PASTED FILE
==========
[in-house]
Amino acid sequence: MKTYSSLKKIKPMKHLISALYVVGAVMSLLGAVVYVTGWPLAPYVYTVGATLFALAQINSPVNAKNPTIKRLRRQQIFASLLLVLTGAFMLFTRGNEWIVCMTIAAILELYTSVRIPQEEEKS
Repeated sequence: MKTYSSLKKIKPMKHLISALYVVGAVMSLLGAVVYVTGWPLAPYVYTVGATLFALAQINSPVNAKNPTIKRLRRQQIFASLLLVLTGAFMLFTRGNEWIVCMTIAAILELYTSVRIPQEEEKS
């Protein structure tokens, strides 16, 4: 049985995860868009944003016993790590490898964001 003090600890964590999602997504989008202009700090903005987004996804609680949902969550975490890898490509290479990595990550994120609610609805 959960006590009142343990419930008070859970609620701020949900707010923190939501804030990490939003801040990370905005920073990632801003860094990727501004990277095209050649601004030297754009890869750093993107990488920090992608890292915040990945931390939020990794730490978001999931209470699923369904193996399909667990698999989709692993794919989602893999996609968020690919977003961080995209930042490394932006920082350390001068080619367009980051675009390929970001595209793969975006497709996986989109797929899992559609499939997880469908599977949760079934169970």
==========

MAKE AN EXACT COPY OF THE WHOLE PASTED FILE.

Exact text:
[in-house]
Amino acid sequence: MKTYSSLKKIKPMKHLISALYVVGAVMSLLGAVVYVTGWPLAPYVYTVGATLFALAQINSPVNAKNPTIKRLRRQQIFASLLLVLTGAFMLFTRGNEWIVCMTIAAILELYTSVRIPQEEEKS
Repeated sequence: MKTYSSLKKIKPMKHLISALYVVGAVMSLLGAVVYVTGWPLAPYVYTVGATLFALAQINSPVNAKNPTIKRLRRQQIFASLLLVLTGAFMLFTRGNEWIVCMTIAAILELYTSVRIPQEEEKS
């Protein structure tokens, strides 16, 4: 049985995860868009944003016993790590490898964001 003090600890964590999602997504989008202009700090903005987004996804609680949902969550975490890898490509290479990595990550994120609610609805 959960006590009142343990419930008070859970609620701020949900707010923190939501804030990490939003801040990370905005920073990632801003860094990727501004990277095209050649601004030297754009890869750093993107990488920090992608890292915040990945931390939020990794730490978001999931209470699923369904193996399909667990698999989709692993794919989602893999996609968020690919977003961080995209930042490394932006920082350390001068080619367009980051675009390929970001595209793969975006497709996986989109797929899992559609499939997880469908599977949760079934169970």